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Twitter and the Corporate Spin Zone

Michael Jung research on investor access to management
Corporate public relations professionals in the present era of social media have a challenging job, because the strategic use of tweets and other social tools remains a largely uncharted frontier. New research from NYU Stern Accounting Professor Michael Jung and co-authors delves into how companies use social media to disseminate both positive and negative financial information and what, if any, benefits accrue.
 
In “Do Firms Strategically Disseminate? Evidence from Corporate Use of Social Media,” Professor Jung and co-authors James P. Naughton, Ahmed Tahoun, and Clare Wang analyzed S&P 1500 firms’ use of Twitter to disseminate quarterly earnings announcements and found that firms are less likely to disseminate via Twitter when the news is bad and when the magnitude of the bad news is worse, consistent with strategic behavior. Their analysis also revealed that firms tend to send fewer earnings announcement tweets and “rehash” tweets when the news is bad. Such strategic dissemination is especially effective for firms whose investors are less sophisticated and who have a larger social media audience.
 
The authors are careful to distinguish strategic dissemination from strategic disclosure; the former refers to a firm’s decision to use or not use certain channels of communication to disseminate both voluntary and mandatory information, whereas the latter refers to the revelation of voluntary information. Because dissemination has consequences above and beyond the disclosure decision, it is a strategically critical tool for public companies especially.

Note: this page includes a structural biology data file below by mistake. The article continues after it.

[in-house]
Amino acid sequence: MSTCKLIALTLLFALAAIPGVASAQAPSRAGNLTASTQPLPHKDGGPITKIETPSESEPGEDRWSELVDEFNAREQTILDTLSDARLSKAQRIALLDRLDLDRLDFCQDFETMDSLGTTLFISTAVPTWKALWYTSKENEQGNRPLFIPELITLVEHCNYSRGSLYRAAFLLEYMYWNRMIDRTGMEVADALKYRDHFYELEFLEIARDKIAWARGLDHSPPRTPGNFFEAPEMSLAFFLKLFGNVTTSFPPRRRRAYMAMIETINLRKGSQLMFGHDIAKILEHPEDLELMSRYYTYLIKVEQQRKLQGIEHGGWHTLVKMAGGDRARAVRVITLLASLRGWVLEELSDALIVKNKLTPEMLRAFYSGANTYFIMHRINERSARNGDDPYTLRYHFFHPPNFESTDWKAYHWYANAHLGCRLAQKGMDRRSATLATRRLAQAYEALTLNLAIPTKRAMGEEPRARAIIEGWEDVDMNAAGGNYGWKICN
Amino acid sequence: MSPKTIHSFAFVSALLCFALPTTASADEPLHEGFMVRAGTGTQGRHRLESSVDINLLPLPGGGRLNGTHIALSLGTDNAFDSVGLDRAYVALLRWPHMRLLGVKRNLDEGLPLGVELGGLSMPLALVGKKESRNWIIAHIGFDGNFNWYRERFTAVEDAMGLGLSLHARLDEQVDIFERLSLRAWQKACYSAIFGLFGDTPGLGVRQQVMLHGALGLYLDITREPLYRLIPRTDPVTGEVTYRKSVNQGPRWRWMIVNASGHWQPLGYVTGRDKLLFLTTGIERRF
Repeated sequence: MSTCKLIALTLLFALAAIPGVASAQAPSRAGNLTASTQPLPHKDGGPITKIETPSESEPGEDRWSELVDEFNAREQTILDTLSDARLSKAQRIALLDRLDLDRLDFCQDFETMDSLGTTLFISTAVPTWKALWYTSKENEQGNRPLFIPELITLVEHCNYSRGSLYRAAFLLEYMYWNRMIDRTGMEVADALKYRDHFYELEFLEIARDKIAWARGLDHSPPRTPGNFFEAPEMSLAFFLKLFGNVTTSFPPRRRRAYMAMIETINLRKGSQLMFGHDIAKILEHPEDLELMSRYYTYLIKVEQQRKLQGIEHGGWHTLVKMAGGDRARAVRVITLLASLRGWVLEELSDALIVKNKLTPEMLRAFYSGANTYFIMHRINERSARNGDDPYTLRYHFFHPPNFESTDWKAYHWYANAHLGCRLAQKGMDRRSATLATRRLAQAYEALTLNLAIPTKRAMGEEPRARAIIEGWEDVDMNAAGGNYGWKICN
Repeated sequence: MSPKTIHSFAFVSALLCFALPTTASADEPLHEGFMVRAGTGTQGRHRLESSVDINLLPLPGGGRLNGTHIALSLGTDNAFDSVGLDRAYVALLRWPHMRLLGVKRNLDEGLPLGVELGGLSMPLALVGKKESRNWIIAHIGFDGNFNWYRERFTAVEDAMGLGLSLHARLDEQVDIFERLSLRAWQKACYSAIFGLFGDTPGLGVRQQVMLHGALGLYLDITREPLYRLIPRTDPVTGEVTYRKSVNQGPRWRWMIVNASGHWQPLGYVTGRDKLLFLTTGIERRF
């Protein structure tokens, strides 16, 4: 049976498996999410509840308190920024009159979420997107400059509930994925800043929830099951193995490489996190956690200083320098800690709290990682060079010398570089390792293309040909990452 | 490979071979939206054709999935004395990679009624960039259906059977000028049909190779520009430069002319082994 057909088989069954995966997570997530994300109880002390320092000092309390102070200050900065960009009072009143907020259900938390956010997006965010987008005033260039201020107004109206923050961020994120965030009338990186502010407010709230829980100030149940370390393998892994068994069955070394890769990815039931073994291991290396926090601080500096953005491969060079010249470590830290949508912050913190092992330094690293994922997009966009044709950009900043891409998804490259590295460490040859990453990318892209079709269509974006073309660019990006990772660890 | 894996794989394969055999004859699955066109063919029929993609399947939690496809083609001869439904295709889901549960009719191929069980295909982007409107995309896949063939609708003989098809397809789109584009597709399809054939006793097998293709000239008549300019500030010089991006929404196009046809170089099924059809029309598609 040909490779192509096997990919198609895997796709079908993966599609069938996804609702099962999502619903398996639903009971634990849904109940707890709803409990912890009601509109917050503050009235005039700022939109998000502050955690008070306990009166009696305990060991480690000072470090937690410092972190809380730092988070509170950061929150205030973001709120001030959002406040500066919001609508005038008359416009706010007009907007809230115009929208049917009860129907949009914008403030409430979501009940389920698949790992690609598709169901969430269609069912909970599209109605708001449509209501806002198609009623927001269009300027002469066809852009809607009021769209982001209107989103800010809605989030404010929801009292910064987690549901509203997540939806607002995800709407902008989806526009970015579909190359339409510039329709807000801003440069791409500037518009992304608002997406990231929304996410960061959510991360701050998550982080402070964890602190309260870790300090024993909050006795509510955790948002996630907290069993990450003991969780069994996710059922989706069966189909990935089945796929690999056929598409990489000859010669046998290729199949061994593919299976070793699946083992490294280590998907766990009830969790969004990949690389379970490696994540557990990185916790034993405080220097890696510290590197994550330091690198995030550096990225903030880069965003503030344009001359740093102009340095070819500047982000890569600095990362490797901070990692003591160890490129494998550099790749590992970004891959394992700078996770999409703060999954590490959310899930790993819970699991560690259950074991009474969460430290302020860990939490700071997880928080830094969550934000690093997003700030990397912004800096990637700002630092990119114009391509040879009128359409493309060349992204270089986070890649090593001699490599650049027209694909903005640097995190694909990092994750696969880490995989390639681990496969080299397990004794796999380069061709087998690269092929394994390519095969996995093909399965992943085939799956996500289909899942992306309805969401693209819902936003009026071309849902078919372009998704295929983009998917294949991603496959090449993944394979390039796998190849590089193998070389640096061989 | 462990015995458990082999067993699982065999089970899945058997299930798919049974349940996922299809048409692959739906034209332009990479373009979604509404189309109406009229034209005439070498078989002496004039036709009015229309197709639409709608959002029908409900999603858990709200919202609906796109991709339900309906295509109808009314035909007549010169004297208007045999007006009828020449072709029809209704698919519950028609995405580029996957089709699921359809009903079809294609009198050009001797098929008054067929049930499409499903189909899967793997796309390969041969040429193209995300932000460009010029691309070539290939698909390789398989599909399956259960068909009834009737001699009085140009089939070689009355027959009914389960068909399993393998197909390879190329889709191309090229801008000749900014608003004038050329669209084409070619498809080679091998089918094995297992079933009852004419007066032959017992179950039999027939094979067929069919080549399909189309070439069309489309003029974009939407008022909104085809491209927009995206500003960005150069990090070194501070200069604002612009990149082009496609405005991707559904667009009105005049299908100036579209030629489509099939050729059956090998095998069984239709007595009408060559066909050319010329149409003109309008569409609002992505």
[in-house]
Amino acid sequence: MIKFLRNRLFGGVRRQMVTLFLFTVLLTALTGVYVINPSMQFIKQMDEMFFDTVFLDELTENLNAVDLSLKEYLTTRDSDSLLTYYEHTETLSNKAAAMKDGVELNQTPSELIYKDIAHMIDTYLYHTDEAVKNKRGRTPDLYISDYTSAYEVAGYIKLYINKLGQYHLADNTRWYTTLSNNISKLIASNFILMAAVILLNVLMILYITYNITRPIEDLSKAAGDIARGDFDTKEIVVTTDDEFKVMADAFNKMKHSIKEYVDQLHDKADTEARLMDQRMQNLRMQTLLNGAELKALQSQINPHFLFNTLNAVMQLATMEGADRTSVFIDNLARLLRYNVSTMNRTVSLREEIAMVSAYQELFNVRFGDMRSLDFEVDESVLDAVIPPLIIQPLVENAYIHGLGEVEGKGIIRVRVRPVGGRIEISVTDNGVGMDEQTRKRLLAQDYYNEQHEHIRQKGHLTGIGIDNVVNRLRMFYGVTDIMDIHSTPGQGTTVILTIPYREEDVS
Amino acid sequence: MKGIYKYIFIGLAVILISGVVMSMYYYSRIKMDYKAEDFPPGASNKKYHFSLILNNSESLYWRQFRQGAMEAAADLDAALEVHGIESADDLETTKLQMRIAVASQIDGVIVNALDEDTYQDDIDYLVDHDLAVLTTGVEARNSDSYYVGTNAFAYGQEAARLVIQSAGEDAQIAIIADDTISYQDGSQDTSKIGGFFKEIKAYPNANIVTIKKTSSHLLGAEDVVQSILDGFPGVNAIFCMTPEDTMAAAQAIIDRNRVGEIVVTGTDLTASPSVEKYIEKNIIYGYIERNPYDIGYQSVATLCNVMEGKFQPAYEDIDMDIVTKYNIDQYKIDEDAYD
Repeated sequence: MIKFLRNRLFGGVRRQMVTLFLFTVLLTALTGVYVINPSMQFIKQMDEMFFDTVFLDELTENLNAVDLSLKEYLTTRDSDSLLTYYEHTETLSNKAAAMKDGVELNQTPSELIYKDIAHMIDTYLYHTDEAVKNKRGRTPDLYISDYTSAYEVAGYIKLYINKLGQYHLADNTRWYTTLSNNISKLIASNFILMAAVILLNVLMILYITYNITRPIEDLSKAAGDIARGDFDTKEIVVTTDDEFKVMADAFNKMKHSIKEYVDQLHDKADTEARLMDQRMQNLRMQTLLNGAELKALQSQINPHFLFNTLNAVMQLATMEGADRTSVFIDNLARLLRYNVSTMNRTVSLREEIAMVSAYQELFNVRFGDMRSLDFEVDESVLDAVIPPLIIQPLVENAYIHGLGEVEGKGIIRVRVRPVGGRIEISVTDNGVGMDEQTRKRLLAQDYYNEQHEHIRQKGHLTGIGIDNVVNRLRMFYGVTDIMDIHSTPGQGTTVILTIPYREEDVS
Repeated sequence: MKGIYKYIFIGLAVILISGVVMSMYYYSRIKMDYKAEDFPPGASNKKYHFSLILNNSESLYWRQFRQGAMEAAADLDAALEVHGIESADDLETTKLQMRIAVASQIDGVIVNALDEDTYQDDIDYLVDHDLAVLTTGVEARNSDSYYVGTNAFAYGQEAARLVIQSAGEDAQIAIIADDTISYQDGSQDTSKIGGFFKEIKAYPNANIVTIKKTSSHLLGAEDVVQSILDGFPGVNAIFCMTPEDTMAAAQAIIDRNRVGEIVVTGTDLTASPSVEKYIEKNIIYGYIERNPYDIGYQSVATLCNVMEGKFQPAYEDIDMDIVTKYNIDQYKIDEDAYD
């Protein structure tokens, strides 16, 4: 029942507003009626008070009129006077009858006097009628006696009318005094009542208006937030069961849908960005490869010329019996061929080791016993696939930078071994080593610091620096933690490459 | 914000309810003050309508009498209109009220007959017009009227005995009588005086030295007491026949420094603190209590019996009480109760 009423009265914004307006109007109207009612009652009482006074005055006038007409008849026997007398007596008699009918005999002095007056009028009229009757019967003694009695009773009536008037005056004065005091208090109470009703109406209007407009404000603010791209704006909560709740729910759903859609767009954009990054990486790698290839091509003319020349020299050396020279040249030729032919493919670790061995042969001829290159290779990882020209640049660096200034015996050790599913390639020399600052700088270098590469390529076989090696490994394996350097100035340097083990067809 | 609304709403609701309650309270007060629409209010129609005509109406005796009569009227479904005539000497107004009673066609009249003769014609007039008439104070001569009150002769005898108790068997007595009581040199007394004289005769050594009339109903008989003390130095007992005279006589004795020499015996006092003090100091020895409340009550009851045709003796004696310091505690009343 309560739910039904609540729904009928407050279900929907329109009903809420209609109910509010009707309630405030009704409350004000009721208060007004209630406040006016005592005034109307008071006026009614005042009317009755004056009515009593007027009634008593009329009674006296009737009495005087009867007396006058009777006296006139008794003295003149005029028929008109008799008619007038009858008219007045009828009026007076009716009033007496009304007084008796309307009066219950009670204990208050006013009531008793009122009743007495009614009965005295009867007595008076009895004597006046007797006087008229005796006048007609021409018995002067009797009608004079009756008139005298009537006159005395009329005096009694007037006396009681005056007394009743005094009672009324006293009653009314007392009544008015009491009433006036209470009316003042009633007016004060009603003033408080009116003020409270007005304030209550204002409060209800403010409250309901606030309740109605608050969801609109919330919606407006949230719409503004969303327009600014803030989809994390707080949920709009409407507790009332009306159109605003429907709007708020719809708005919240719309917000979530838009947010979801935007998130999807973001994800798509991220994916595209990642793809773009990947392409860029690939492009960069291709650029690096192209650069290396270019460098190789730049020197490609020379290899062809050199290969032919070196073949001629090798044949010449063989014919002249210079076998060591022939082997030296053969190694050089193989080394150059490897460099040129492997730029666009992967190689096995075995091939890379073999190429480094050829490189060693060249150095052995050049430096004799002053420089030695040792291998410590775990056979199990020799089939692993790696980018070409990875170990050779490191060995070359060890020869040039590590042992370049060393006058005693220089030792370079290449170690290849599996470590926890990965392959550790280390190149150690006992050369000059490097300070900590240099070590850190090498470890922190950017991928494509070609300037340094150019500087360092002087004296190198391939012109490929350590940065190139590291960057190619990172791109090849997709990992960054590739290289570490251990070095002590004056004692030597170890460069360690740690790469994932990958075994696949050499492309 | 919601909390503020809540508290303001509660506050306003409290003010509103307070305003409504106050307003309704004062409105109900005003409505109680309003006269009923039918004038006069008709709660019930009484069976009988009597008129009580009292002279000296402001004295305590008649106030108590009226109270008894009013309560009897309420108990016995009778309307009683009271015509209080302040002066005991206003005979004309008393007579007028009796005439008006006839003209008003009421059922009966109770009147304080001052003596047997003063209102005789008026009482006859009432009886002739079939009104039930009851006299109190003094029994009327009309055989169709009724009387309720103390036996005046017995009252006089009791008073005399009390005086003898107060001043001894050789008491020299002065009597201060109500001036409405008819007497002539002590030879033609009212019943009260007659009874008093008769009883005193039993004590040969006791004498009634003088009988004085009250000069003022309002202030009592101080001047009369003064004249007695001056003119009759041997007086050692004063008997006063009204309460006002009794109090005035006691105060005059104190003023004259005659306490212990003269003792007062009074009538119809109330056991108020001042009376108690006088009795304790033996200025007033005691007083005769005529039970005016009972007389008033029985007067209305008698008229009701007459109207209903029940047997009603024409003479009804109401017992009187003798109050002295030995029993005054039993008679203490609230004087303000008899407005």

Unsurprisingly, for example, the data demonstrated that the tweeting and retweeting of bad earnings news was associated with more negative traditional media coverage. As far as the market reacts to tweets and retweets, the authors found that firm-initiated social media dissemination raised investor’s information level but that “user-initiated dialogues not controlled by the firm may have a countervailing effect.”  Firms considered to be at a high risk of litigation tend to employ social media dissemination strategies more than firms with a low litigation risk, according to the authors. 
 
The study, the first of its kind to examine a large sample of companies’ use of social media for disseminating financial information, is forthcoming in The Accounting Review.